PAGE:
Saudi Arabia Tightens Media Restrictions

By: Roxana Farahmand on 9 May 2011

King Abdullah of Saudi Arabia has issued a new Royal Decree introducing sweeping restrictions on the country’s media, with considerable fines and even closure of news organizations that “undermine national security.” The restrictions, which extend to writers as well, bar the media from reporting anything that contradicts the strict Islamic Sharia law or serves "foreign interests and undermines national security."

The decree bans a number of things from being reported, including anything that "contradicts rulings of the Islamic Sharia [law] or regulations in force," that "calls for disturbing the country's security, or its public order, or services foreign interests that contradict national interests," that "causes sectarianism or that spreads divisions between citizens," or that "damages public affairs in the country." The new decree also prohibits anything that violates the "reputation, dignity, or the slander or libel" of the chief mufti, members of the Council of Senior Religious Scholars, or any other government official or government institution, and publishing proceedings from investigations or court trials without official consent. These restrictions extend to online expression.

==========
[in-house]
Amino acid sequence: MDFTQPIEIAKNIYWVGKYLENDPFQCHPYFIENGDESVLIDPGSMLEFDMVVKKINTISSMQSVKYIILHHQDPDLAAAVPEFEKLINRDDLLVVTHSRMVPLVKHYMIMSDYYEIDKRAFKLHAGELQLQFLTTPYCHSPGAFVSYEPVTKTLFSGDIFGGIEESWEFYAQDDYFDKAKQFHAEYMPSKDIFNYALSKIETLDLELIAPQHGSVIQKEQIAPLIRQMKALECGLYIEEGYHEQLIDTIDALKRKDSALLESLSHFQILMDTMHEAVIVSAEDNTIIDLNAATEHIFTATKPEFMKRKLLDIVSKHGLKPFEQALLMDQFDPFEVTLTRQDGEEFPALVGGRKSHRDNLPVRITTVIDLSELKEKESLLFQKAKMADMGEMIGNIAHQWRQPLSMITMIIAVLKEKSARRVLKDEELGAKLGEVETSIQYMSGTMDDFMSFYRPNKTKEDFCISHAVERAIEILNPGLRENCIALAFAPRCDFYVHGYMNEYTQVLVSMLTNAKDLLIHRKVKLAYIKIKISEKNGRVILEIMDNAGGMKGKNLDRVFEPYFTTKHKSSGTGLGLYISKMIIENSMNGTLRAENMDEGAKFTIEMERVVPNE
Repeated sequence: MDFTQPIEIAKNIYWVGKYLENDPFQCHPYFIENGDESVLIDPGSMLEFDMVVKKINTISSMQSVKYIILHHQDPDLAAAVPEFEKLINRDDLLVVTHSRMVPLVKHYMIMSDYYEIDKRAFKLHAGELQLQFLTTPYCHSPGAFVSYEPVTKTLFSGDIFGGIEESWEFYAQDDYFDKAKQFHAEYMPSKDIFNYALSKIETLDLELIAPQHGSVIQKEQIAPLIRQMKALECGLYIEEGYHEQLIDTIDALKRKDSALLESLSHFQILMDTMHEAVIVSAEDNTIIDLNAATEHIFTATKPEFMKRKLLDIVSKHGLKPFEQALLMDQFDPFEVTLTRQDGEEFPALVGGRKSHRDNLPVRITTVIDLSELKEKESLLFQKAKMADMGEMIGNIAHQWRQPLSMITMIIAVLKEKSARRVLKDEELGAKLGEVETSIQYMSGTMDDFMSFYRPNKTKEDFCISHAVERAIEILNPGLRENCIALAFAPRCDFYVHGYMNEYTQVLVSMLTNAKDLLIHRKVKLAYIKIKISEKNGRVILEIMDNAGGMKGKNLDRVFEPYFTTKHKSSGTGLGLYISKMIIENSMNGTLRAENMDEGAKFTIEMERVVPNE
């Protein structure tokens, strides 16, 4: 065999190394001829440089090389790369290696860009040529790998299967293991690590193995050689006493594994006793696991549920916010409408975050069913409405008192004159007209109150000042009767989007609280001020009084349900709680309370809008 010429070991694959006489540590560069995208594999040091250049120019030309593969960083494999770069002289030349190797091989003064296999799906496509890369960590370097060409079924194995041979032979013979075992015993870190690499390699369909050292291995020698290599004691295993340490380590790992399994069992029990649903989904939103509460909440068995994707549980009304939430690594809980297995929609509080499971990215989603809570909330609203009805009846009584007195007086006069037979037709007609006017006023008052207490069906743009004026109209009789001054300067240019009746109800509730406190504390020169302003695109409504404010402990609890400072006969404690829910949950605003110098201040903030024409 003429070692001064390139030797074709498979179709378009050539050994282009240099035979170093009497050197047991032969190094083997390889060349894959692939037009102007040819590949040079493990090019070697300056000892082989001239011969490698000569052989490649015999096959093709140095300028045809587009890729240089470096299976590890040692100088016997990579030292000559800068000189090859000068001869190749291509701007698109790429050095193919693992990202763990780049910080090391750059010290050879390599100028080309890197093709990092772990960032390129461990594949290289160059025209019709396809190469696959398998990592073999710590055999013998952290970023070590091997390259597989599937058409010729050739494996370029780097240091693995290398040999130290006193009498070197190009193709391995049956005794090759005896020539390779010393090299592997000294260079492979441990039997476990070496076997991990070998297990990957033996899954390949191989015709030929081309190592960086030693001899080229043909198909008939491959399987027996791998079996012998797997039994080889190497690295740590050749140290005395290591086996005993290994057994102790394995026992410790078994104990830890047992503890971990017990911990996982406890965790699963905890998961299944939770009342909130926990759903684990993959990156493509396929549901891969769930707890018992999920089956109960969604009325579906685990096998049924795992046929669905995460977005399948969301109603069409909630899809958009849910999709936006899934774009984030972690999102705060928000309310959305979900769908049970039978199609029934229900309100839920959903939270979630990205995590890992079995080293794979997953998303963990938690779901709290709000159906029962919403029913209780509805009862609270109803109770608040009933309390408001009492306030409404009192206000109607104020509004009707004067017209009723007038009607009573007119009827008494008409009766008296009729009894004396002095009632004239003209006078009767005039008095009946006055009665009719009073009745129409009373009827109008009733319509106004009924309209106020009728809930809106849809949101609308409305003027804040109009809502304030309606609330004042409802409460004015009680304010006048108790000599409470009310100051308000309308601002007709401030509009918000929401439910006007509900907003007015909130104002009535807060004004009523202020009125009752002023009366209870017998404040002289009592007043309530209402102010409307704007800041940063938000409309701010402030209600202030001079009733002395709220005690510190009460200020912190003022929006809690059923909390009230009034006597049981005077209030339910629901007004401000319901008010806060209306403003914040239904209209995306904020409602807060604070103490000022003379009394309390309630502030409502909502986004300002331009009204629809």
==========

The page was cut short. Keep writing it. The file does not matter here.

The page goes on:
The Saudi media, which is tightly controlled by the Saudi government, is owned largely in part by those closely linked to the Al-Saud family that currently rules Saudi Arabia as an absolute monarchy. The new restrictions would impose fines up to 500,000 riyals (USD 133,000), or even closure, on news organizations that do not stick "to objective and constructive criticism that serves the general interest." Writers that contributed to news organizations can also face a lifetime ban.

The new restrictions come amid new anti-government protests in the country’s oil-rich eastern region. The protests were fueled by the brutal Saudi crackdown on Bahraini protesters. More than 160 protesters, including two bloggers, have been arrested since February, according to Human Rights Watch.